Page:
The threat of ‘the workhouse’ loomed large over our nineteenth century ancestors. Even if they worked hard and were able to provide well for their families, there was always the possibility of accidents (even fatal ones), disability, sickness, failure of harvests… and therefore no longer being able to work. The workhouse regime began with the Poor Law Amendment Act of 1834 and was formally abolished only in 1930, yet it wasn’t the first legislative arrangement for dealing with ‘paupers’ and ‘vagrants’. Prior to 1834, relief of the poor was based on the 1601 Act for the Relief of the Poor and the Act of Settlement of 1662.
There are two important issues at the heart of all this. The first is that relief of the poor was a parish matter. This had less to do with any sense of ‘Christian duty towards those less fortunate’ than with the fact that alongside the spiritual role we associate today with the local church, the parish was also the local administrative unit, responsible for collecting monies and ensuring the smooth-running of the local area.
The next important issue follows on from this. Since local people had to cough up the money to provide for the poor, the parish was at pains to ensure that only genuinely local poor people were eligible. This led to the concept of ‘settlement’.
Even if we say that essentially, a person had the right of settlement in the parish in which he or she was born, there still had to be some acknowledgement of migration, and a system for allowing the acquisition of settlement for those genuinely moving into a new parish for sound reasons. It was the 1662 Act (and later amending Acts) that introduced the rules under which a newcomer acquired such legal rights. These were:
- holding parish office
- paying the parish rate
- renting property worth more than £10 p.a. or paying taxes on a property worth more than £10 p.a.
- being resident in the parish for 40 days, after having given the authorities 40 days’ notice before moving into the parish
- being currently apprenticed to a master in the parish
- having served a full seven-year apprenticeship to a settled resident
- being hired continually by a settled resident for more than a year and a day
- having previously received poor relief in that parish
However, the above rules applied only to men and unmarried women, and there were different rules for children born within wedlock and those born illegitimately:
- A married woman automatically took the settlement of her husband, regardless of her own history
- A legitimate child aged under seven took the settlement of his/her father
- An illegitimate child had settlement in the parish in which he/she was born
- A pauper child aged seven-plus was considered old enough to be removed from his/her parents, and to be put to work as a ‘parish apprentice’. I previously wrote about parish apprentices when I reviewed John Waller’s excellent book, The Real Oliver Twist.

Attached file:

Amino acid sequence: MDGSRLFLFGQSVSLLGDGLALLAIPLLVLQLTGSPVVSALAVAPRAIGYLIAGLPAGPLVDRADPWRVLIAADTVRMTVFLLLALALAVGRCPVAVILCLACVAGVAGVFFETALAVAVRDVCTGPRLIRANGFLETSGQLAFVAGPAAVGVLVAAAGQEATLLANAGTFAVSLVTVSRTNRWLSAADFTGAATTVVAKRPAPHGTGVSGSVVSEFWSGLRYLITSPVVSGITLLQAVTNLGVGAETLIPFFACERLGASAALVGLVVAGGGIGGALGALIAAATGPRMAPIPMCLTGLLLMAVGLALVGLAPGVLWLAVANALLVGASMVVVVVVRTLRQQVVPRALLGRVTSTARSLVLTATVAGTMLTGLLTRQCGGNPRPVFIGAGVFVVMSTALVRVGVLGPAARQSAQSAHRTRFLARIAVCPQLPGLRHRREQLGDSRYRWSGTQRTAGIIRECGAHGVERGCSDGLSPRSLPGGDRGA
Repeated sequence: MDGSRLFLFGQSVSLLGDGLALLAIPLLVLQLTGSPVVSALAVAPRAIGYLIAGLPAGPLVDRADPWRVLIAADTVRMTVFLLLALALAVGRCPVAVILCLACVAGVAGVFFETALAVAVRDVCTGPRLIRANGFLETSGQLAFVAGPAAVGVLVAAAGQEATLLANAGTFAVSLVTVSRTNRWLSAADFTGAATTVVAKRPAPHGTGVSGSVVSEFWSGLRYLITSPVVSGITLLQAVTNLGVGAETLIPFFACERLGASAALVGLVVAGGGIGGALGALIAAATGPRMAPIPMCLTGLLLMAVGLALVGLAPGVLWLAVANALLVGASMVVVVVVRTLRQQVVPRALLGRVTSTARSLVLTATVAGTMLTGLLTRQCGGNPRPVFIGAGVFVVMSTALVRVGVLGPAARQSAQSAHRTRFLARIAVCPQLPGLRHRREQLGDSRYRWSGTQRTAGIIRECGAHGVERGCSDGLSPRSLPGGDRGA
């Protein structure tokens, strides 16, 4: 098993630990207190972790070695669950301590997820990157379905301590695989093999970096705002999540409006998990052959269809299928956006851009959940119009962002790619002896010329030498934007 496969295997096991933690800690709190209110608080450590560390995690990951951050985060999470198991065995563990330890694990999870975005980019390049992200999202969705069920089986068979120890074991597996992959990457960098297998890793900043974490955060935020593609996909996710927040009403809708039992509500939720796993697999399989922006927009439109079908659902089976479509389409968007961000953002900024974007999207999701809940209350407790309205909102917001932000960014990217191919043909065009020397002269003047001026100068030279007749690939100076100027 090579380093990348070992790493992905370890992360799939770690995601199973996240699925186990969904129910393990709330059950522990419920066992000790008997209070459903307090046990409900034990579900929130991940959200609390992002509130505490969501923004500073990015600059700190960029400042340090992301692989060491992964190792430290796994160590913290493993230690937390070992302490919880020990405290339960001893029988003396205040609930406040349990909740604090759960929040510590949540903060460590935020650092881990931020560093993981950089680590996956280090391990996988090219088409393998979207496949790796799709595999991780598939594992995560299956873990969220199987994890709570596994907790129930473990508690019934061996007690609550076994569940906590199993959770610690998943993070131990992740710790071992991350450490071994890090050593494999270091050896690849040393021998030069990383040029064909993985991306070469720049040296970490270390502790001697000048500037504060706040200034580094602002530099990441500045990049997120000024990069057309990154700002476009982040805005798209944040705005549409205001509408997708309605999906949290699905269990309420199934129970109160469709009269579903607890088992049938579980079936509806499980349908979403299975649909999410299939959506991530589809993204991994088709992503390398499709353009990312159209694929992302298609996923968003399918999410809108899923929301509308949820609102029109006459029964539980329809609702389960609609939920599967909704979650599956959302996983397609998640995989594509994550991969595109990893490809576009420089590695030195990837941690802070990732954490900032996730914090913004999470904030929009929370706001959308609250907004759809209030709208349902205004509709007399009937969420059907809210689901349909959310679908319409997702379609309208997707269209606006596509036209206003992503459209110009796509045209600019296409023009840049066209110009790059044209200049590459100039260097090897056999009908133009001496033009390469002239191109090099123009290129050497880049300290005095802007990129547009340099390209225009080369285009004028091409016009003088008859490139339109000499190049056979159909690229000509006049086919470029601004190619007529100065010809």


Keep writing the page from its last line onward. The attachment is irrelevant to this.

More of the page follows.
Much as the need to restrict relief of the poor to genuinely local people was real, suffice to say there was plenty of scope in all of the above for trickery, twisting the rules, cruel, draconian decisions and absurd outcomes. It became common practice, for example, to look for masters outside the parish when placing a child as a parish apprentice… so that in case of problems the child would have ceased to be a burden on the home parish. Over time, this extended to sending children as young as seven years old to growing industrial towns in the north, often many miles from home. Robert Blincoe, for example, believed to have been the real-life inspiration for Dickens’s Olver Twist (see above link), was sent from London to Nottingham. Later, he was transferred to a parish in Derbyshire, where the unscrupulous mill owner built the apprentice living quarters just across a stream in the adjacent parish. In other words, the profits and benefits of the mill and the children’s labour went to the owner in one parish, while the burden of providing for their burials and other disablement expenses fell to another. Another ploy was the avoidance of settlement rights after employment for a year and a day by employing migrant workers only on short term contracts. And the different arrangements for men, women, and legitimate / illegitimate children could mean that in times of genuine hardship the man’s settlement was deemed to be where he had worked; his cohabiting but unmarried ‘wife’s’ settlement was where she had been born – or even in the parish of another, estranged, husband; while their illegitimate children would have settlement in their own place of birth and those aged over seven then apprenticed to masters throughout the country.
The means by which such decisions were made was the Settlement Examination, a legal document drawn up pursuant to those rules outlined above. Generally, the trigger for a Settlement Examination was the application for poor relief by the person who had fallen on hard times. The examination focused on the personal, employment and ownership histories of the individual, or if a married woman, of her husband, late husband or absconded husband. You can read more about Settlement on the London Lives website – a general overview; it doesn’t matter if you don’t have London roots – and there is also a separate page about Settlement Examinations. On both pages there are links to examples of Settlement Examination documents, or you might like to follow the case of one person’s experience:
If you come across Settlement Examination documentation in your own ancestry it will give you valuable information about family members and any migration history. In the pre-census era this can help you add detail to your ancestors’ lives.